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What Is Translingualism?

By A. Leverkuhn
Updated May 23, 2024
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Translingualism is a broad term that essentially refers to phenomena relevant to more than one language. The term can refer to something that shares semantical meaning in multiple languages, or which works within the various frameworks of different languages. The associated term translingual, as an adjective, may be more commonly used.

One primary example of translingualism involves persons who have learned to speak more than one language. The communications of these people can be identified as translingual in nature. This applies to a broad range of roles related to communication, from broadcasters to novel writers and others who may use multiple languages for managing a workplace, or for any other type of communication.

All of the professionals who know more than one language can be said to exhibit translingual behavior. In some cases, experts look at this translingual behavior to study how the mind or identity can change when using a different language. This is often the case when individuals use a language that is not their native language. There’s been a lot of exploration into how using other languages allows writers and others to express themselves differently, and may even lead to the cultivation of a different persona for a multilingual or translingual individual.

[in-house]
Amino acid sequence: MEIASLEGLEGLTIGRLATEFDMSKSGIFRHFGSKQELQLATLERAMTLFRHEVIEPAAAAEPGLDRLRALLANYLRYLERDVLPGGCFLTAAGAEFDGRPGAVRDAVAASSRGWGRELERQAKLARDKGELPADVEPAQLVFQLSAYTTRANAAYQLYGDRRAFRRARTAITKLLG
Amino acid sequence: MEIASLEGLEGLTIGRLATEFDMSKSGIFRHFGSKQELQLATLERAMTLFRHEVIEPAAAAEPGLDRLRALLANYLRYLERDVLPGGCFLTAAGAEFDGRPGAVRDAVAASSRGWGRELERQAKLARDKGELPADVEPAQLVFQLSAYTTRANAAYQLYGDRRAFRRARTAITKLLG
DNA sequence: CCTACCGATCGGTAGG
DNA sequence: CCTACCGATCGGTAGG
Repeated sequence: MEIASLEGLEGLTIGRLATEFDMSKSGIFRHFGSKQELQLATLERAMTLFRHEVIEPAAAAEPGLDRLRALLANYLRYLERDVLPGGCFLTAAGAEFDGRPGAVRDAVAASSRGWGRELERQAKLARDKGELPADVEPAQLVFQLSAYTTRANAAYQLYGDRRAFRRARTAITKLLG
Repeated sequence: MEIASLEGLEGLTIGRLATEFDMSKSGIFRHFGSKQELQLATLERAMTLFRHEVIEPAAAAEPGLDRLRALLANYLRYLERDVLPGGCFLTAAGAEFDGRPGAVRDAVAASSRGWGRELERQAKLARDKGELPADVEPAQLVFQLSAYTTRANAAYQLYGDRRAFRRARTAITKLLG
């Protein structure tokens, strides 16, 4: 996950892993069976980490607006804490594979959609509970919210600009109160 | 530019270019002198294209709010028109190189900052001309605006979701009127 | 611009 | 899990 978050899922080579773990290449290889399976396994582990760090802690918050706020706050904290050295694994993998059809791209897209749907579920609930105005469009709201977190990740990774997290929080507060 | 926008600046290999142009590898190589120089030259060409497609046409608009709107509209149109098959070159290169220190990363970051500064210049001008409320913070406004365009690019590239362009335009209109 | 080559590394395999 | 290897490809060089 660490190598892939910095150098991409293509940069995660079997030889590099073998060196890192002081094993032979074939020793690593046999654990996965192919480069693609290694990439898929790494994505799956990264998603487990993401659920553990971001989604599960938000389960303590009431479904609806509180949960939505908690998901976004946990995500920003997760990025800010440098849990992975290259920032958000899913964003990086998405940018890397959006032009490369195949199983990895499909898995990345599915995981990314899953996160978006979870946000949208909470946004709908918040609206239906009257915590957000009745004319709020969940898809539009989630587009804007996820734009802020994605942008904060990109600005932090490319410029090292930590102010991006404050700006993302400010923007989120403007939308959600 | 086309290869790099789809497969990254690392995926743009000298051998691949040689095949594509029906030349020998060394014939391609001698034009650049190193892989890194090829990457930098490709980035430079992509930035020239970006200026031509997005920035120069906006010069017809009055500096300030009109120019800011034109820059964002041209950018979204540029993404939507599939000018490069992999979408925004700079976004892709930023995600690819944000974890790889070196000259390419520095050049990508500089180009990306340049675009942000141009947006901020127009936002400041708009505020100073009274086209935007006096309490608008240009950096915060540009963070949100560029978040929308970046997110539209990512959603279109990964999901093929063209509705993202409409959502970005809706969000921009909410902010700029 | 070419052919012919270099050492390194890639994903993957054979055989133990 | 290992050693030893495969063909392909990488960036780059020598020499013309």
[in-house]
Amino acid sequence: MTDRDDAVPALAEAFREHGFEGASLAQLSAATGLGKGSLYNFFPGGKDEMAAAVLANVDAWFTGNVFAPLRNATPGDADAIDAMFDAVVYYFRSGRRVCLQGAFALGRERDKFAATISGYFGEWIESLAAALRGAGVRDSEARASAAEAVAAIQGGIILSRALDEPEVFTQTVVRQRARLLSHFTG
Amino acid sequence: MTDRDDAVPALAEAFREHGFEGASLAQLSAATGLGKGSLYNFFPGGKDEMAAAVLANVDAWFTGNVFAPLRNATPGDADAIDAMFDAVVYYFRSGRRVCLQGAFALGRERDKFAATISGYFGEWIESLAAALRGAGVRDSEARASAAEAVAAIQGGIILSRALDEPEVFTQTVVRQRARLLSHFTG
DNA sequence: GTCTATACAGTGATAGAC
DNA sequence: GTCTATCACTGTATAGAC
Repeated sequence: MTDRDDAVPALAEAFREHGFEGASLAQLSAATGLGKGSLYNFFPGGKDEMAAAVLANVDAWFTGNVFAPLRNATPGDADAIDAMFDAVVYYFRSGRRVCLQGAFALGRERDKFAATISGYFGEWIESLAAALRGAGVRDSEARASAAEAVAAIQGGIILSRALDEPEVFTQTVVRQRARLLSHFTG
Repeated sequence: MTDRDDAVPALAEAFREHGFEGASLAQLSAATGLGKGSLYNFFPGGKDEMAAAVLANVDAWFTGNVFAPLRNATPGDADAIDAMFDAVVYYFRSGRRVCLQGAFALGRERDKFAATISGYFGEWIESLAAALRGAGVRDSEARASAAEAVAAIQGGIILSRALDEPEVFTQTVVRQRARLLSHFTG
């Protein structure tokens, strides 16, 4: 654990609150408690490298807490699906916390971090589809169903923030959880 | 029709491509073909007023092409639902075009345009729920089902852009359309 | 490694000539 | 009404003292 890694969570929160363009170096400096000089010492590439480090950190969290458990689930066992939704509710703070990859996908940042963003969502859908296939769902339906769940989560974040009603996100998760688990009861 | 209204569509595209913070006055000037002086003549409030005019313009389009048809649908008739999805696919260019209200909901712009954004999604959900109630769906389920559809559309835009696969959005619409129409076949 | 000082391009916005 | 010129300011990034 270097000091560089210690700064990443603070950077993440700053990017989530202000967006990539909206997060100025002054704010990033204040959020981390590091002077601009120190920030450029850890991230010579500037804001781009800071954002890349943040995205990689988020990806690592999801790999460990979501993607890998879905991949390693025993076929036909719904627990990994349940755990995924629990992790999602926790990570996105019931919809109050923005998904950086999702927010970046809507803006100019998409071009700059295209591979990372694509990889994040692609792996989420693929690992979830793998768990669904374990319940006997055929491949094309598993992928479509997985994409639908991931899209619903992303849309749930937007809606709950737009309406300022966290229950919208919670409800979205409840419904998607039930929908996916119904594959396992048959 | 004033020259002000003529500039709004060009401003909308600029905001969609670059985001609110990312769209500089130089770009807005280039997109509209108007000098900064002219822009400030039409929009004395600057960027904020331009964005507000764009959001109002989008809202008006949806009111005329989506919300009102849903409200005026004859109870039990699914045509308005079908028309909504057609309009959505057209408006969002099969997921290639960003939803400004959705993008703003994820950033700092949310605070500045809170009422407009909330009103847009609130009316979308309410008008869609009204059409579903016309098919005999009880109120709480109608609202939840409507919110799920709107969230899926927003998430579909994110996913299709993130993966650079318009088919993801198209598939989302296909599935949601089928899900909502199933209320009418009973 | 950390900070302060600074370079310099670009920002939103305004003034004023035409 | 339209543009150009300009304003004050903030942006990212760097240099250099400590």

Some common applications of translingualism have to do with technology. Many computer programming languages can be said to be translingual because they work equally well in a wide variety of languages. This is a deliberate part of the design of programming languages, since they appeal to the needs of machines, and not to the needs of a particular language community.

Other technologies that use translingualism in different ways include natural language processing, where technologies try to imitate human understanding and interpretation of language. While language processing typically needs to be built customized for a specific language, some elements of these designs, such as logical language parsing goals, may be said to be translingual if they apply to multiple languages in the same ways.

In many industries, translingualism can be a valuable idea in designing products, services or systems. The evaluation of this concept touches on the fundamental idea that people in various parts of the world speak radically different languages, and that altering this dynamic, which prevented closer communications in past centuries, can revolutionize business, government, and society. This is why many different types of projects in business and public research have centered on ways to break language barriers, and contribute to translingual functionality for a specific application.

Language & Humanities is dedicated to providing accurate and trustworthy information. We carefully select reputable sources and employ a rigorous fact-checking process to maintain the highest standards. To learn more about our commitment to accuracy, read our editorial process.
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